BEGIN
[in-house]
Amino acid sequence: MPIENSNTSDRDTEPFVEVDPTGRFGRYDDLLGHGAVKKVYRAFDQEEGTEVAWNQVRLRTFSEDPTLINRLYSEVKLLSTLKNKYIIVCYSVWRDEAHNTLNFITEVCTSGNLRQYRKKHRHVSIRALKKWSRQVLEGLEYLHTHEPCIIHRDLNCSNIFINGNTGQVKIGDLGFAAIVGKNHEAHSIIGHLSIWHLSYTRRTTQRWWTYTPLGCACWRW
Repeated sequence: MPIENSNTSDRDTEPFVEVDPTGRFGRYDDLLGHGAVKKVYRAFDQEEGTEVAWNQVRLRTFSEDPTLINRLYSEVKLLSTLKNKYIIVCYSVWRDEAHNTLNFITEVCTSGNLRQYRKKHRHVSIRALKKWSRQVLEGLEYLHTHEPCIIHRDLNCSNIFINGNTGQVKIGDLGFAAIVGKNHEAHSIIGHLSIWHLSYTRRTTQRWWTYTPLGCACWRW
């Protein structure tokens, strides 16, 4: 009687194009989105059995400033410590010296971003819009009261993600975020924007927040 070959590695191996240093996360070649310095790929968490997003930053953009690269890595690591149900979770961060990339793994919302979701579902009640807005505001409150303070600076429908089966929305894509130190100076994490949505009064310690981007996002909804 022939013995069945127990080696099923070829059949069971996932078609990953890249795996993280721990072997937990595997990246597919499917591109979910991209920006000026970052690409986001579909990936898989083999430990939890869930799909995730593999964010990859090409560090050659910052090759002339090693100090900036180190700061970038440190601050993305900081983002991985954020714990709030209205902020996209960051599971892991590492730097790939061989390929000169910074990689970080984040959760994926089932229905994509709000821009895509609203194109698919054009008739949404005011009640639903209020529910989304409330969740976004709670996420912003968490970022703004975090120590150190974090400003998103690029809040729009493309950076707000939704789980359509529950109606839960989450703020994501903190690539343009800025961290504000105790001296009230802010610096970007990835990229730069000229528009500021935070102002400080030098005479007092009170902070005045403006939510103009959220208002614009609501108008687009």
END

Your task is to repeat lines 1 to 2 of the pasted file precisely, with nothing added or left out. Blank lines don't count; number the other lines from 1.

[in-house]
Amino acid sequence: MPIENSNTSDRDTEPFVEVDPTGRFGRYDDLLGHGAVKKVYRAFDQEEGTEVAWNQVRLRTFSEDPTLINRLYSEVKLLSTLKNKYIIVCYSVWRDEAHNTLNFITEVCTSGNLRQYRKKHRHVSIRALKKWSRQVLEGLEYLHTHEPCIIHRDLNCSNIFINGNTGQVKIGDLGFAAIVGKNHEAHSIIGHLSIWHLSYTRRTTQRWWTYTPLGCACWRW